An October 11 Clemson media release, Clemson researchers optimizing pulse and cereal crops for organic production in S.C., announces a nearly $1 million grant from the United States Department of Agriculture. The grant is to develop pulse and cereal grain crops that can be grown organically in South Carolina and to help South Carolina farmers benefit from growing these crops organically. Steve is the co-lead on the grant that begins in January 2019.

Steve's presentation points spurred a lively discussion on the importance of healthy food in schools. Mary shared the success story of phasing in healthy food at Greenville schools, starting with the younger elementary students. As the students graduated to middle school, the healthy lunch program was implemented in the middle school. Integral to the successful program was nurturing the student palette to enjoy healthy food. Feed & Seed creates channels for local produce to enter the school food procurement systems, benefiting local farm economies and providing students with fresher, nutrient-rich produce.

Nancy with the Cotter family
During Steve's session, Mushroom Mountain Owner & CEO Olga Cotter joined the group along Tradd and their beautiful daughter Heidi. The timing was perfect for Olga give her perspective on the healthy food discussion in-process.

The Ei FB album, An Exploration of Fungi, Soil Health & World Hunger, gives a pictorial recap of the empowering day. Thank you to Veracity Media Group for documenting the day with still photos and video captures.

The Ei Exploration of Fungi, Soil Health, and World Hunger laid the groundwork for a diverse group of industry experts and leaders to work together on crafting solutions for the many challenges facing life on planet Earth. Collective action is incredibly more powerful and effective than individual action. Stay tuned as a new chapter in healing the planet is unfolding.


Snippet Bios of Ei Exploration Attendees:

Nat Bradford – Founder of Eco Art based on the principles of creativity & stewardship to nurture holistic sustainable landscape architecture; Founder of Watermelons for Water a philanthropic cause funded by the proceeds from their watermelon harvest; maintains the breedline of the 170-year old family heirloom, the Bradford watermelon.

Tradd Cotter – Founder & Owner of Mushroom Mountain, renowned fungi expert; works closely with Clemson Microbiology Department.

Holly Elmore – Founder & CEO of Elemental Impact, a national non-profit focused on soil health; photographer and photojournalist; passionate about the soil & water microbial communities.

Mary Hipp - Feed & Seed Chair; works in the nonprofit sector as a board member, volunteer, and consultant with a focus on arts, environment, food access, and Great Danes.

Kathy Kellogg Johnson – Kellogg Garden Products Chair & Director of Sustainability; nearly 100-years strong, family-owned KGP is a leader in 100% organic gardening products, including soils, compost & beneficial insects; Kathy is happy to learn and hang with soil aficionados.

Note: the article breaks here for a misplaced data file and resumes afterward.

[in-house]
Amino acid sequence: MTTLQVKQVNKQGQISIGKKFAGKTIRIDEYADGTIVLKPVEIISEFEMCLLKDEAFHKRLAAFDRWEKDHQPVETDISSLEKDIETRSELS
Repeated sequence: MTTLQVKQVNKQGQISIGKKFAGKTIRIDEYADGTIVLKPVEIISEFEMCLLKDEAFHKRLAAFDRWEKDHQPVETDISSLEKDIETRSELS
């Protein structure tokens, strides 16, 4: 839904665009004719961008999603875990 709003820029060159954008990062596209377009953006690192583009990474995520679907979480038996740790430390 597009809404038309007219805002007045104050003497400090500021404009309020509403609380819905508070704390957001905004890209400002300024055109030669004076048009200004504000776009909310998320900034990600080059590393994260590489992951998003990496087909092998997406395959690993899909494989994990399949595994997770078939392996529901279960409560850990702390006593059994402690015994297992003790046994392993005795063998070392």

Joel Kimmons, Ph.D. – CDC Nutrition Scientist; wrote the federal foodservice guidelines for federal facilities used by the feds, states, and private industry;  created a healthy building program recognized as one of the top ten world start-ups in 2017; in 2008 -2010 brought Alice Waters, Michael Pollan, Carlo Petrini, Michel Nishcan and others in the food movement to the CDC for multiple-event programs in partnership with Georgia Organics or other local groups;  grew up on an amazing regenerative farm in TN known as Moonshadow.

Stephen Kresovich, Ph.D. - Clemson University College of Agriculture, Forestry and Life Sciences Robert and Lois Coker Trustees Endowed Chair of Genetics in the Department of Genetics and Biochemistry and the Department of Plant and Environmental Sciences.

Jim Lanier – Founder of Earth Farms, a pioneer food waste composting facility in Charlotte; sold Earth Farms in 2016; knowledgeable of and passionate about soil health; participates in missionary work in Central & South America.

Mike McGirr – Founder & Executive Director of Feed & Seed; back in 2008 was Laura Turner Seydel’s private chef; leading a regenerative & food resilience movement in Upstate SC.

Morgan Rhodes – Veracity Media Group Senior Contributing Producer; an award-winning filmmaker and owner of Journey Blue Media, which provides high-end photo and video documentary tools that strengthen storytelling.

Laura Turner Seydel – Captain Planet Foundation Chair, Turner Foundation Board Member, Ted Turner’s eldest daughter, environmental activist.

Nancy Suttles - Veracity Media Group Founder & Chief Creative Officer; independent multimedia content developer and publisher; Co-Founder / Publisher of Southern Farm & Garden. Currently developing a proprietary innovative platform for an independent global media company.

Jonathan Tescher - Program Manager for CREATE, a small food and agriculture business incubator operated in partnership between Clark Atlanta University and the Russell Center for Innovation and Entrepreneurship; started the East Atlanta Village Farmers Market; co-founded Community Farmers Markets, an organization that manages six farmers markets across Atlanta; served as the first Farmer Services Coordinator for Georgia Organics.

Tim Trefzer -  Ei Regenerative Facilities Initiative Chair and Georgia World Congress Center Authority Director of Sustainability; interested in exploring corporate campus regenerative landscape practices, mainly for 20-acre Olympic Centennial Park.

Robert Witcher – Veracity Media Group Chief Operating Officer; expertise in logistics, business strategy, analytics, finance, and HR; recent UPS executive retiree with 44 years tenure.